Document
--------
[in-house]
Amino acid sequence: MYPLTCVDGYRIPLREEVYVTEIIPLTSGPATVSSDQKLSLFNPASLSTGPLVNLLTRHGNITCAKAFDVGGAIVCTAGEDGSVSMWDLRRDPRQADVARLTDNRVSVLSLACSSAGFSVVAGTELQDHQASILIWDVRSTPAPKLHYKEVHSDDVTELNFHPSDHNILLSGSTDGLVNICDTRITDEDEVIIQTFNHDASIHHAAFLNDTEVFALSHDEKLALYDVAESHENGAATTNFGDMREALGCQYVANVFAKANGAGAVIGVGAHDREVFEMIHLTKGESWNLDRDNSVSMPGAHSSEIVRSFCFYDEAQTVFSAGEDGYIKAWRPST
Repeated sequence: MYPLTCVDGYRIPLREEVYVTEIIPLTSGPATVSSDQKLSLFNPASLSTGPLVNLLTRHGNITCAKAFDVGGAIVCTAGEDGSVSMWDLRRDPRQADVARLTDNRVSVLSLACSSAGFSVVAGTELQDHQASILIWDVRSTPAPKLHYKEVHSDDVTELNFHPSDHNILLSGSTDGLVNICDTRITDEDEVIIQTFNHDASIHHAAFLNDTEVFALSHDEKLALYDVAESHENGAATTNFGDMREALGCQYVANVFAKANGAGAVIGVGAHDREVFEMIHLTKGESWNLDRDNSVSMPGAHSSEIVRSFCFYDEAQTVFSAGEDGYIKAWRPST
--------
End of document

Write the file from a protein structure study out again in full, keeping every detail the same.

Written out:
[in-house]
Amino acid sequence: MYPLTCVDGYRIPLREEVYVTEIIPLTSGPATVSSDQKLSLFNPASLSTGPLVNLLTRHGNITCAKAFDVGGAIVCTAGEDGSVSMWDLRRDPRQADVARLTDNRVSVLSLACSSAGFSVVAGTELQDHQASILIWDVRSTPAPKLHYKEVHSDDVTELNFHPSDHNILLSGSTDGLVNICDTRITDEDEVIIQTFNHDASIHHAAFLNDTEVFALSHDEKLALYDVAESHENGAATTNFGDMREALGCQYVANVFAKANGAGAVIGVGAHDREVFEMIHLTKGESWNLDRDNSVSMPGAHSSEIVRSFCFYDEAQTVFSAGEDGYIKAWRPST
Repeated sequence: MYPLTCVDGYRIPLREEVYVTEIIPLTSGPATVSSDQKLSLFNPASLSTGPLVNLLTRHGNITCAKAFDVGGAIVCTAGEDGSVSMWDLRRDPRQADVARLTDNRVSVLSLACSSAGFSVVAGTELQDHQASILIWDVRSTPAPKLHYKEVHSDDVTELNFHPSDHNILLSGSTDGLVNICDTRITDEDEVIIQTFNHDASIHHAAFLNDTEVFALSHDEKLALYDVAESHENGAATTNFGDMREALGCQYVANVFAKANGAGAVIGVGAHDREVFEMIHLTKGESWNLDRDNSVSMPGAHSSEIVRSFCFYDEAQTVFSAGEDGYIKAWRPST